Jews and Joes

History and Timeline of Israel and Judah

The history and timeline below are not intended to be exhaustive, but instead, they are meant to simply give a quick overview of what happened to the Jews (Southern Kingdom of Jew-dah) and Joes (Northern Kingdom of Israel) in their respective paths of captivity. It is hoped it will give those unfamiliar with this topic a sense of understanding as they read some of the other articles herein which are built upon this historic foundation

The Assyrian Captivity of the Joes

Assyria began invading and conquering parts of Israel in 740 BCE where the tribes of Reuben, Gad, and eastern half-tribe of Manasseh were carried captive to Halah, and Habor, and Hara, and to the river Gozan (I Chronicles 5:26; II Kings 15:29).

The nearly twenty year charge was finished in 722 BCE with the destruction of Samaria, the capital of the Northern Kingdom (II Kings 17:3-6). A mere 27,290 captives were deported from Samaria (certainly much less than the number deported in the previous 19 years). It can also be assumed that many Israelites voluntarily fled with Phoenicians to remote allied Phoenician-Israelite settlements via the sea (such as Carthage and Punic cities in Iberia) and to any other region out of reach to the Assyrians because of distance or mutual hostility toward Assyria. Some Israelites of course fled to Judean lands in the south, but this is less likely to have occurred in mass due to hostilities between Israel and Judah and due to the fact that Judah too was being besieged. For more details on the Tyre-Sidon connection, read the article Phoenician-Israelite Colonies.

Deportations of Israelites by the Assyrian Empire

 

The Babylonian Captivity of the Jews

About 130 years after Israel’s deportations, Babylon invaded the Southern Kingdom of Judah and took the first captives in 597 BCE. There were two more deportations in 587 and 582 BCE.

After the Persians conquered Babylonia, Cyrus granted the Jews permission to return to their native land and rebuild the Temple in 537 BCE. It is believed that only 40,000 returned, but it is probable many more migrated back home to Judea in later years (the Jewish people would have a home in "Jewdea" for about 600 more years before the Romans would massacre hundreds of thousands in and around 70 CE when they destroyed the Second Temple).

Brief Timeline of Israel (Joseph) and Judah

DatesNotes
c.2050 BCE Time of Abraham
c.1500 BCE The Great Exodus (mixed multitude)
c.1011-971 BCE Time of David and Phoenicia-Israelite Alliance
c.970-960 BCE First Temple built by Solomon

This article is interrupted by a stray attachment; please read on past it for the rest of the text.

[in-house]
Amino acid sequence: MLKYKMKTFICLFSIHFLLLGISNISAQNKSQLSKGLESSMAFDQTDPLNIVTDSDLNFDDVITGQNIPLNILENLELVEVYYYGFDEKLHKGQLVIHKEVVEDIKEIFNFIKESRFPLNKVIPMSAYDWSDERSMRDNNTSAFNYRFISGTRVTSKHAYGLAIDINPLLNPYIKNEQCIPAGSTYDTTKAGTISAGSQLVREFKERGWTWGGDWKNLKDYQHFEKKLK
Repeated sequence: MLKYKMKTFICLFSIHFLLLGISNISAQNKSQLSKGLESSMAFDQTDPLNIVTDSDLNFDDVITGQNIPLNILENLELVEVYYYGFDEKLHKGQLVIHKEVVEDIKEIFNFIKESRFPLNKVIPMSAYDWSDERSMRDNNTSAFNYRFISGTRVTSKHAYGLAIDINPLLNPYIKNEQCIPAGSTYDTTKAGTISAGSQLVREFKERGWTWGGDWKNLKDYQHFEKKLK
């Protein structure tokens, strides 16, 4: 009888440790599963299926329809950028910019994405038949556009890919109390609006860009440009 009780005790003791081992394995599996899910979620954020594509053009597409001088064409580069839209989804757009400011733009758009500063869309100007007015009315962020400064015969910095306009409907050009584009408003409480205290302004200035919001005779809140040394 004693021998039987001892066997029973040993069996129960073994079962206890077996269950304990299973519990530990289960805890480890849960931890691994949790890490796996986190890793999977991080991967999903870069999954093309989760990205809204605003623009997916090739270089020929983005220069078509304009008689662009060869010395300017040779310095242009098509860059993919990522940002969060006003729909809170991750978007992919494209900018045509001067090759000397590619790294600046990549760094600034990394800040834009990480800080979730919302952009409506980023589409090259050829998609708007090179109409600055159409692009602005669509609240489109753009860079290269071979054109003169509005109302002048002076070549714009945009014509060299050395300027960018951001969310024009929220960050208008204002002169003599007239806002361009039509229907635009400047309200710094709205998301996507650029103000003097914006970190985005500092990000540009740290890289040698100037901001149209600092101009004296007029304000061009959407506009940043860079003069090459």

c.928 BCE Kingdom of Israel divided into Judah (Jews) and Israel (Joes)
740-722 BCE Assyrian Captivity (Joes)
597 BCE Babylonian Captivity (Jews)
537 BCE Jews return from Babylon and rebuild Second Temple
c.500-400 BCE First Appearances of Saka/Scythian Peoples
c.300 BCE Rise of the Parthian Empire east of the Euphrates
c.6-1 BCE Birth of Yeshua (Jesus). Good or bad for 10-Israel?
70 CE Roman Destruction of Second Temple (Judah scattered)
37-100 CE Life of Flavius Josephus, a Roman/Jewish Historian (Read important quote)
198-224 CE Collapse of Parthian Empire (largely populated by Israelite Joes)
200-800 CE Great Migration Period - Central Asian epicenter
652-1016 CE Kingdom of Khazaria (Caucasus Mountains - Jews and Joes)
1939-1945 CE Holocaust - WWII (6 million Jews lost)
1948 CE Nation of Israel is Reborn (largely re-populated by Jews)
???? CE Joes return from 2700 years of exile
???? CE Messiah (Anointed) King restores United Kingdom of Israel (Ezekiel 37)

Empires who have ruled the Lands of Israel and Judah since the fall of Judah to Babylon

  • 37 BCE–70 CE: Herodian Dynasty ruling Judea under Roman supremacy (37 BCE-6 CE and 41-44 CE), interchanging with direct Roman rule (6-41 CE and 44-66 CE). This ended in the first Jewish Revolt of 66-73 AD, which saw the Temple destroyed in 70 CE.
  • 70–395: province of Roman Empire first called Judea, after 135 called Palaestina. In 395 the Roman Empire is split into a Western and an Eastern part.
  • 1516–1917: Ottoman Turks, having previously conquered the Byzantine Empire in 1453
  • 1918–1948: British mandate of Palestine under, first, League of Nations, then, successor United Nations; the Emirate of Trans-Jordan was separated from the rest of Palestine in 1922, and the Hashemite Kingdom of Jordan became independent upon the expiration of the League of Nations Mandate in 1946.